Safety is paramount here at the Minden-Tahoe Airport!
Minden-Tahoe Airport host multiple kinds of aviation activities, such as powered traffic, skydiving, and glider operations. Often these operations are occurring simultaneously.
Coupled with the challenges of flying in mountainous terrain and higher density altitudes, this page outlines important safety related information for pilots who may not as familiar with flying under these kinds of conditions.
Please take the time to review some of the materials below to learn how to safely operate here on the airport.
There is also a SAFETY CONCERN FORM that can be utilized to notify the administration of a situation or incident that you feel should be looked into.
Flying in mountains and operating in high density altitudes presents unique challenges. Please consider:
Fly a few times with a certified flight instructor or an experienced pilot in mountainous terrain to become familiar with flying techniques and potentially dangerous situations to avoid.
During your engine runup be sure to
lean the engine for max RPM
prior to departure
Review your aircraft's performance charts and do an accurate weight and balance. A heavy aircraft in high density altitude situations results in a loss of climb performance.
Current Local Safety Challenges
Minden-Tahoe Airport has identified the following major challenges that currently compromise safety at the airport. We encourage everyone using the airport to become aware of these challenges and work with us to mitigate these concerns.
- Vehicles entering the runway by crossing the hold-shot lines prior to announcing or while airplanes are landing/departing. Vehicles need to stop, look, and announce their crossings prior to crossing the hold-short lines.
- Speeding on the ramp and hangars. Please remember the speed limit is 15 MPH on airport.
- Proper traffic pattern procedures. It is not uncommon to have multiple aircraft in the pattern. Be sure to know the patterns, communicate effectively, and follow FAA procedures to enter and fly the traffic pattern.
Insufficient Engine Power
Reno/Stead, NV | 8/12/2020
The pilot had been having engine fuel vapor lock problems and had conducted several successful flights subsequent to fuel system maintenance. On the day of the accident, it was necessary for the pilot to conduct a lengthy taxi operations to the active runway. Shortly after a normal takeoff, at about 80 feet agl, the engine began to stumble. The pilot immediately switched the fuel boost pump on and adjusted the mixture. The pilot said that the engine was still running but did not produce sufficient power to climb or maintain level flight. The pilot elected to land on the remaining runway with the landing gear retracted due to a significant drop-off at the departure end.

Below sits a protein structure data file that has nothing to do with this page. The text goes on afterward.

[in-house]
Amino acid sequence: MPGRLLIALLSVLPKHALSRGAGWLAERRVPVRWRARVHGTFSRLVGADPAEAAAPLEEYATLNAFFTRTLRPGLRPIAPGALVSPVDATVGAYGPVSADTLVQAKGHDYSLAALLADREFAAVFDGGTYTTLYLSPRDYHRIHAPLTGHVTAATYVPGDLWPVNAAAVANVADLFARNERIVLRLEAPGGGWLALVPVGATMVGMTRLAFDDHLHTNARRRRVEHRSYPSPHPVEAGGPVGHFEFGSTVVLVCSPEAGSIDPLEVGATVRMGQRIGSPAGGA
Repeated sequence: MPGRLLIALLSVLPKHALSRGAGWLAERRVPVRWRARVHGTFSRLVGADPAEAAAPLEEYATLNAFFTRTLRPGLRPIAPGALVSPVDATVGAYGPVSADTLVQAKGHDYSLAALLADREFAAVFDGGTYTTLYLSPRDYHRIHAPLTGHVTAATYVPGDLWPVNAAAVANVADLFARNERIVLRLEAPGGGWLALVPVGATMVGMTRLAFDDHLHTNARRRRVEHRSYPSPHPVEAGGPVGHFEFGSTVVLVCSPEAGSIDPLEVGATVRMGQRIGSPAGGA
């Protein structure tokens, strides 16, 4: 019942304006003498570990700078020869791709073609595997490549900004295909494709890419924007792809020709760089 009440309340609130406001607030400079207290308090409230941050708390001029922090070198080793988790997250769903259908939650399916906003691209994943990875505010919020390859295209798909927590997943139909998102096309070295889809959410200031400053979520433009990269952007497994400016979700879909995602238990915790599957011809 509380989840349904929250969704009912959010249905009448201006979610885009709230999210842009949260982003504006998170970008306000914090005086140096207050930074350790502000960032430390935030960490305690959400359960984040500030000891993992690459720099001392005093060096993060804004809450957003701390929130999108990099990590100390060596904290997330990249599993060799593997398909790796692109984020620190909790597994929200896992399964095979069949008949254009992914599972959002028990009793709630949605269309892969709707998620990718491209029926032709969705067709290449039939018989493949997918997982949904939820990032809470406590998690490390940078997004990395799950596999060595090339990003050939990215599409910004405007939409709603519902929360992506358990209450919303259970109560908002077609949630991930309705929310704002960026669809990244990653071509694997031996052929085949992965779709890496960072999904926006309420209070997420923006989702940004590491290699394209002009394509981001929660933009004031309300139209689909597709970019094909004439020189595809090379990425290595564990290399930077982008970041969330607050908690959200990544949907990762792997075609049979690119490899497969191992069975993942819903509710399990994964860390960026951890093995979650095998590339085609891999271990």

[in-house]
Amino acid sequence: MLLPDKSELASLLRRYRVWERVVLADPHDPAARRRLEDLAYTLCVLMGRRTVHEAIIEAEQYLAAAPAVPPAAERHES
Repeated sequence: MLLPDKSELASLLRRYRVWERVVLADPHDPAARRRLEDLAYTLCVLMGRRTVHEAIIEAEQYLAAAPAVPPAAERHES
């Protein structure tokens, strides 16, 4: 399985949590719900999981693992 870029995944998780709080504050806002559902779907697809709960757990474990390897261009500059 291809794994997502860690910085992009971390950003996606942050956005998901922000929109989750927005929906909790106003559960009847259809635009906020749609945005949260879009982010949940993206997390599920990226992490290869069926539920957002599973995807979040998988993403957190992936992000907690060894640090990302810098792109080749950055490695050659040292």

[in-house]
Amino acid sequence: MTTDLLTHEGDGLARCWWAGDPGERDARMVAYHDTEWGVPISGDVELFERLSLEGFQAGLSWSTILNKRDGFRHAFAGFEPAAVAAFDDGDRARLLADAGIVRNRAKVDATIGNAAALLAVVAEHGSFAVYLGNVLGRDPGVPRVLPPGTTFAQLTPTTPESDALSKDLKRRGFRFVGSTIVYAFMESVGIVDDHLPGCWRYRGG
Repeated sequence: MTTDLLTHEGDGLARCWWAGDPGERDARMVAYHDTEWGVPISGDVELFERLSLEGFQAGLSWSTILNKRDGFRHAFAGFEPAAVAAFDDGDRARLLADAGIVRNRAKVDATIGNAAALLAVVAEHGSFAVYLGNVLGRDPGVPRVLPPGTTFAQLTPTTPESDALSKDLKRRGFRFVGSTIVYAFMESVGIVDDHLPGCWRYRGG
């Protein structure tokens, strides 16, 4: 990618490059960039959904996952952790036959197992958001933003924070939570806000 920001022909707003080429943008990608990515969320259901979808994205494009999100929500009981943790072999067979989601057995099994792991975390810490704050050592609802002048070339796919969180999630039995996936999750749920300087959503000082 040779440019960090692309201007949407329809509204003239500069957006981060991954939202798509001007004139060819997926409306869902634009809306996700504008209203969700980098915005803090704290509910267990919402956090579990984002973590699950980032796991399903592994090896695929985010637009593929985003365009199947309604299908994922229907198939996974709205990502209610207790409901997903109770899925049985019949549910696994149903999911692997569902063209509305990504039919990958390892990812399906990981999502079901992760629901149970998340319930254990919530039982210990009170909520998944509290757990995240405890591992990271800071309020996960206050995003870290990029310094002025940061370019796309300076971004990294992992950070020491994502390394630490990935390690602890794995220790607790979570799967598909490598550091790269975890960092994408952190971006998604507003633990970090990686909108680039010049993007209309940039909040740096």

Wind Shear on Landing
Reno/Tahoe Intl, NV | 6/28/2020
This incident occurred when the pilot encountered wind shear on landing, and again on the roll out. This is most likely due to summertime thermal activity, which is commonly known as dust devils. These can be strong and invisible, if there is no debris spinning around.
Minden, NV | 9/19/2019
Pilot stated on third touch and go the aircraft had a different noise that distracted him causing him to exit the runway. Aircraft started bouncing and upon return to runway the pilot stated he applied the brakes too hard causing the aircraft to nose over striking the composite propeller on the runway.
Reporting Safety Concerns
If you witnessed an incident or an unsafe situation that you feel needs to be addressed, here are a few options for reporting your concerns:
Airport Safety Concern Form
Please complete the form to the right to submit the concern to the airport administration. We will review the information and attempt to resolve the issue locally if possible.
Mobile Users: Click here
Contact the Reno FSDO
By calling the Reno Flight Standards District Office will you can file an official FAA report. The office can be reached by calling (775) 858-7700.
FAA National Hotline
You can file an anonymous report by going to www.hotline.faa.gov. This report is received by the FAA headquarters in Washington DC and will be assigned to the local FAA office with strict reporting guidelines.